After months of resistance, Mississippi governor asks lawmakers to pass postpartum Medicaid extension

Published 5:27 am Monday, February 27, 2023

by Bobby Harrison, Mississippi Today
February 26, 2023

Gov. Tate Reeves, who for more than a year refused to endorse lengthening postpartum Medicaid coverage for new mothers from 60 days to a year, on Sunday announced his support for the extension.

In a social media post, the first-term Republican governor facing reelection later this year said the Legislature should pass a bill extending health coverage for new mothers from 60 days to 12 months and that he would sign the proposal into law. It is not clear whether legislation is needed to extend postpartum or whether Reeves, as the head of the Division of Medicaid, could do so on his own. Legislative leaders have for months said Reeves’ administration could pass the policy without legislative approval.

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The governor did not address in the social media post acting on his own to extend postpartum coverage.

The governor said he is in support of extending postpartum in light of the Dobbs case, which originated in Mississippi and resulted in the U.S. Supreme Court overturning a national right to an abortion. That Supreme Court ruling this past summer triggered a prohibition on most abortions in Mississippi.

“In a post Dobbs world – we may even have to be willing to do things that make us ‘philosophically uncomfortable’,” Reeves wrote on Sunday.

He added, “The Legislature should pass a law continuing this 12 months of postpartum coverage … and if they do I will sign it into law.

“I don’t expect all of my friends to agree with this decision. But I make it – as always – because I believe in my heart it is the right thing to do for Mississippi moms, given the facts as I see them today.”

Reeves’ announcement of support comes two days before a Tuesday deadline to pass out of committee in the House a bill approved by the Senate extending postpartum coverage. The bill appears to be in jeopardy in the House, where Speaker Philip Gunn has voiced opposition and Medicaid Chair Joey Hood, R-Ackerman, has refused to express an opinion on the issue. Hood has not even called a Medicaid Committee meeting this year where the issue could be considered. The GOP-led Senate passed the proposal in the 2022 session, but it was killed in the House.

For about a year, Reeves has refused to endorse extending postpartum coverage. Less than two weeks ago, Reeves said he needed to see more data that showed the health benefits of extending health care to mothers.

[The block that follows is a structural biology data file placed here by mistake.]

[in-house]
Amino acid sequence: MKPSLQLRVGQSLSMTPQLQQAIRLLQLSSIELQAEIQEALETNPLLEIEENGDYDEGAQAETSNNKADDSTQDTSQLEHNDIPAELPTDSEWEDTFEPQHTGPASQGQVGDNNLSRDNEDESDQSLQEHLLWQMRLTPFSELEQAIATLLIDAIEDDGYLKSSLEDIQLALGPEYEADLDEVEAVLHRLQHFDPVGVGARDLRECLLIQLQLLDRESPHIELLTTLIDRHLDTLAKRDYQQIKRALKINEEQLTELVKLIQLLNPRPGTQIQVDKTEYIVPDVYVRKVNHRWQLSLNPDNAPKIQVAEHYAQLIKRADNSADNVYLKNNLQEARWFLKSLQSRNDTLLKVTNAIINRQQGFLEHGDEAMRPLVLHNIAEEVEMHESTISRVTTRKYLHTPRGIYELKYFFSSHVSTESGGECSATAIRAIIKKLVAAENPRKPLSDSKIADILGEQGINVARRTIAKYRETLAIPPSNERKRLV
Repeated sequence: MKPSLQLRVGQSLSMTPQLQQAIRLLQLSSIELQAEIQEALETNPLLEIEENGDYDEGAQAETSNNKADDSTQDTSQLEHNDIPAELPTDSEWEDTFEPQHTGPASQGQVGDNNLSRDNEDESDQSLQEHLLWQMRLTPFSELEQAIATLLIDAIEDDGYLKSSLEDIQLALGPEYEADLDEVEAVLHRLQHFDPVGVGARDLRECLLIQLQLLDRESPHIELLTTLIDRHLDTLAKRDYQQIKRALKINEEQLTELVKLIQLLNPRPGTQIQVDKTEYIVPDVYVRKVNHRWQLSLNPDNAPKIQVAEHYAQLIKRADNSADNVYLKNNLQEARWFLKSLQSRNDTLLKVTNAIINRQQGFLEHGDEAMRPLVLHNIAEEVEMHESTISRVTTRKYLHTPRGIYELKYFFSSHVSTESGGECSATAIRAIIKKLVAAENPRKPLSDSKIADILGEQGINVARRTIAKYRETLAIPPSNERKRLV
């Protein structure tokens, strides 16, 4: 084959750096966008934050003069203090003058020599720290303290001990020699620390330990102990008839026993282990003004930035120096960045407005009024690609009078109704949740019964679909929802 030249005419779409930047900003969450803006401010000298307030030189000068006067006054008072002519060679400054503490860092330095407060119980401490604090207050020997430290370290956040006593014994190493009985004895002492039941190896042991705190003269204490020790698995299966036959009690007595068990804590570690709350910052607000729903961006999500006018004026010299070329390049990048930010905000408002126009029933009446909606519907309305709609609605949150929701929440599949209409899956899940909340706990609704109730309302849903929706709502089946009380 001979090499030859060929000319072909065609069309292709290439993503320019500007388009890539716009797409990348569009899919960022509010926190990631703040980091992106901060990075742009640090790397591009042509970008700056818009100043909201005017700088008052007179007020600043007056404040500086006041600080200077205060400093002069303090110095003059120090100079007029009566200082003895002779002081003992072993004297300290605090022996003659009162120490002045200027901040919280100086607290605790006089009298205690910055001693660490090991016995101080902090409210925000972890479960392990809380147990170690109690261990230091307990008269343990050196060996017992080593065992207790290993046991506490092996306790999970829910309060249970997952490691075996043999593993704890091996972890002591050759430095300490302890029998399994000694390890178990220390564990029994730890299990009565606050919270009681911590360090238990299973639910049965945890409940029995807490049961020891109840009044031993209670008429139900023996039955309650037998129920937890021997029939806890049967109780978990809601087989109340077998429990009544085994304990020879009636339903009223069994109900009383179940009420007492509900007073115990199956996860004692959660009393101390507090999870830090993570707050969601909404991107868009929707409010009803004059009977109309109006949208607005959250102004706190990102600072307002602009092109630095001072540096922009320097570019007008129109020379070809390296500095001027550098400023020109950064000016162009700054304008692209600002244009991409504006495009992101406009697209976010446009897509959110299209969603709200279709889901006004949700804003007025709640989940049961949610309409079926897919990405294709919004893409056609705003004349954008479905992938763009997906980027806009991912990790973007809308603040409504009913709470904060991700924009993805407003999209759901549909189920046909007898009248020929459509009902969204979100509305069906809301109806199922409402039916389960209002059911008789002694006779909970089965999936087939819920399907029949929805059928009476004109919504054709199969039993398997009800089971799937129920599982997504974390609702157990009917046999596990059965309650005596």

Reeves’ comments come after nearly every medical association in the state, many religious groups and his likely November general election opponent, Northern District Public Service Commissioner Brandon Presley, have endorsed the extension.

About 35 states have passed the extension in recent months. The postpartum extension is currently in effect in most of the nation as part of the federal COVID-19 state of emergency. But that emergency is set to end in April, resulting in the end of the extension in states that do not take action to continue it.

Health care officials say the postpartum extension is especially important in Mississippi because it has the nation’s highest infant mortality rate, one of the highest rates of deaths of mothers after pregnancy, and other low health care outcomes for women and children.

In a joint statement, Sen. Derrick Simmons, D-Greenville, and Rep. Robert Johnson, D-Natchez, the minority leaders in their respective chambers, said, “The governor’s eleventh-hour endorsement of extending postpartum Medicaid coverage is hardly an endorsement at all. Saying he’ll sign this bill if it comes to him is simply a last-ditch effort to save face on an issue that the vast majority of Mississippians support. It is not courageous; it is craven political theater. The governor could extend postpartum Medicaid coverage right now, with his own signature, if he was truly moved to be the champion of Mississippi families he claims to be in today’s statement.”

This article first appeared on Mississippi Today and is republished here under a Creative Commons license.